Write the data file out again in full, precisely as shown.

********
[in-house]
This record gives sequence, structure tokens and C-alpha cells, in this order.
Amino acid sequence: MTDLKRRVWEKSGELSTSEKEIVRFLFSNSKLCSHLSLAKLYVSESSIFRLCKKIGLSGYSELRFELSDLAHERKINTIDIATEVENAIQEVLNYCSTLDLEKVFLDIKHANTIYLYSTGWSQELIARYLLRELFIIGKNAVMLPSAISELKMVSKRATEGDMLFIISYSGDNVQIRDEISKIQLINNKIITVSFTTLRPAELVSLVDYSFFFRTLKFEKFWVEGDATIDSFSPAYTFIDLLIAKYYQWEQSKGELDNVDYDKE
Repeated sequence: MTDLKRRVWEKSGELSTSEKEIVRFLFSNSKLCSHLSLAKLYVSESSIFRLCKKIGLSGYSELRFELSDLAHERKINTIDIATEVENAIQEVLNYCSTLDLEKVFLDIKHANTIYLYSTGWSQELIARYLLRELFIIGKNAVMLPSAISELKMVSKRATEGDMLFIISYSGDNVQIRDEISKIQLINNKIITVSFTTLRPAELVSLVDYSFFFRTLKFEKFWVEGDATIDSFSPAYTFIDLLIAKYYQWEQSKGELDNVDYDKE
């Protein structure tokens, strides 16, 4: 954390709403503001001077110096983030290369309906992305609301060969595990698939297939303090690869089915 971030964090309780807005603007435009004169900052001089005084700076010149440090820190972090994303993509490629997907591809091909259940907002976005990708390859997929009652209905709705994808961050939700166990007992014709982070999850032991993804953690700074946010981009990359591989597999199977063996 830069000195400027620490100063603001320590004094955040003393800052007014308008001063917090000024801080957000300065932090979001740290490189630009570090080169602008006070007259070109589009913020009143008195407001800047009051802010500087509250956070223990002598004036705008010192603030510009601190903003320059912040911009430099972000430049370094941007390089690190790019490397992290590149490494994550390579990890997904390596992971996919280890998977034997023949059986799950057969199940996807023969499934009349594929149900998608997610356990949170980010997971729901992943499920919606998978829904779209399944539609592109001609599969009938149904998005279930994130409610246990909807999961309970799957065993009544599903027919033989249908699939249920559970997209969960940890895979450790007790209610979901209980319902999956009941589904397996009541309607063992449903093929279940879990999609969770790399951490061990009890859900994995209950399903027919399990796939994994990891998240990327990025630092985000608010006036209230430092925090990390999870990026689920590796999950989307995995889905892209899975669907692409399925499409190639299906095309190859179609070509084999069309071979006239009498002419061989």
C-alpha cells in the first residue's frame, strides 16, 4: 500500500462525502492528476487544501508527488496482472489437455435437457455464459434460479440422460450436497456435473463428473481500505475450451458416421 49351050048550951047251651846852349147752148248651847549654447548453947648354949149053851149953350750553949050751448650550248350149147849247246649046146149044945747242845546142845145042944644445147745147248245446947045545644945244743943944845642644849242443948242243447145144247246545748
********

[in-house]
This record gives sequence, structure tokens and C-alpha cells, in this order.
Amino acid sequence: MTDLKRRVWEKSGELSTSEKEIVRFLFSNSKLCSHLSLAKLYVSESSIFRLCKKIGLSGYSELRFELSDLAHERKINTIDIATEVENAIQEVLNYCSTLDLEKVFLDIKHANTIYLYSTGWSQELIARYLLRELFIIGKNAVMLPSAISELKMVSKRATEGDMLFIISYSGDNVQIRDEISKIQLINNKIITVSFTTLRPAELVSLVDYSFFFRTLKFEKFWVEGDATIDSFSPAYTFIDLLIAKYYQWEQSKGELDNVDYDKE
Repeated sequence: MTDLKRRVWEKSGELSTSEKEIVRFLFSNSKLCSHLSLAKLYVSESSIFRLCKKIGLSGYSELRFELSDLAHERKINTIDIATEVENAIQEVLNYCSTLDLEKVFLDIKHANTIYLYSTGWSQELIARYLLRELFIIGKNAVMLPSAISELKMVSKRATEGDMLFIISYSGDNVQIRDEISKIQLINNKIITVSFTTLRPAELVSLVDYSFFFRTLKFEKFWVEGDATIDSFSPAYTFIDLLIAKYYQWEQSKGELDNVDYDKE
């Protein structure tokens, strides 16, 4: 954390709403503001001077110096983030290369309906992305609301060969595990698939297939303090690869089915 971030964090309780807005603007435009004169900052001089005084700076010149440090820190972090994303993509490629997907591809091909259940907002976005990708390859997929009652209905709705994808961050939700166990007992014709982070999850032991993804953690700074946010981009990359591989597999199977063996 830069000195400027620490100063603001320590004094955040003393800052007014308008001063917090000024801080957000300065932090979001740290490189630009570090080169602008006070007259070109589009913020009143008195407001800047009051802010500087509250956070223990002598004036705008010192603030510009601190903003320059912040911009430099972000430049370094941007390089690190790019490397992290590149490494994550390579990890997904390596992971996919280890998977034997023949059986799950057969199940996807023969499934009349594929149900998608997610356990949170980010997971729901992943499920919606998978829904779209399944539609592109001609599969009938149904998005279930994130409610246990909807999961309970799957065993009544599903027919033989249908699939249920559970997209969960940890895979450790007790209610979901209980319902999956009941589904397996009541309607063992449903093929279940879990999609969770790399951490061990009890859900994995209950399903027919399990796939994994990891998240990327990025630092985000608010006036209230430092925090990390999870990026689920590796999950989307995995889905892209899975669907692409399925499409190639299906095309190859179609070509084999069309071979006239009498002419061989």
C-alpha cells in the first residue's frame, strides 16, 4: 500500500462525502492528476487544501508527488496482472489437455435437457455464459434460479440422460450436497456435473463428473481500505475450451458416421 49351050048550951047251651846852349147752148248651847549654447548453947648354949149053851149953350750553949050751448650550248350149147849247246649046146149044945747242845546142845145042944644445147745147248245446947045545644945244743943944845642644849242443948242243447145144247246545748